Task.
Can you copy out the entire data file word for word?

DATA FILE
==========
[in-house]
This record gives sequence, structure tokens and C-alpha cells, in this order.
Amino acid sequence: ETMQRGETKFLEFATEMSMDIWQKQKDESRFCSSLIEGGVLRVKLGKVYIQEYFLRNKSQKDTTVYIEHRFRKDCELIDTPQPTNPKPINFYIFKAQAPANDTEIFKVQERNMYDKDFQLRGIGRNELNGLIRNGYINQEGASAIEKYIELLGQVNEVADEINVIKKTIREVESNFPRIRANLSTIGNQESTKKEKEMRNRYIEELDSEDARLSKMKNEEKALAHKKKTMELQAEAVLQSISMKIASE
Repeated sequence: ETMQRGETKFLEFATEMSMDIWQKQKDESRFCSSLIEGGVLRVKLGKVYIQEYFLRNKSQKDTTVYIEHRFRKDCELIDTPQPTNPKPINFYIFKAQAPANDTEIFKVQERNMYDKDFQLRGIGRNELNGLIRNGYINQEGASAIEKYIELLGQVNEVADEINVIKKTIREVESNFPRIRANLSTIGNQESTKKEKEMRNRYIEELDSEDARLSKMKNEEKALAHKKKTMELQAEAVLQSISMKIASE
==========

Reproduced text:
[in-house]
This record gives sequence, structure tokens and C-alpha cells, in this order.
Amino acid sequence: ETMQRGETKFLEFATEMSMDIWQKQKDESRFCSSLIEGGVLRVKLGKVYIQEYFLRNKSQKDTTVYIEHRFRKDCELIDTPQPTNPKPINFYIFKAQAPANDTEIFKVQERNMYDKDFQLRGIGRNELNGLIRNGYINQEGASAIEKYIELLGQVNEVADEINVIKKTIREVESNFPRIRANLSTIGNQESTKKEKEMRNRYIEELDSEDARLSKMKNEEKALAHKKKTMELQAEAVLQSISMKIASE
Repeated sequence: ETMQRGETKFLEFATEMSMDIWQKQKDESRFCSSLIEGGVLRVKLGKVYIQEYFLRNKSQKDTTVYIEHRFRKDCELIDTPQPTNPKPINFYIFKAQAPANDTEIFKVQERNMYDKDFQLRGIGRNELNGLIRNGYINQEGASAIEKYIELLGQVNEVADEINVIKKTIREVESNFPRIRANLSTIGNQESTKKEKEMRNRYIEELDSEDARLSKMKNEEKALAHKKKTMELQAEAVLQSISMKIASE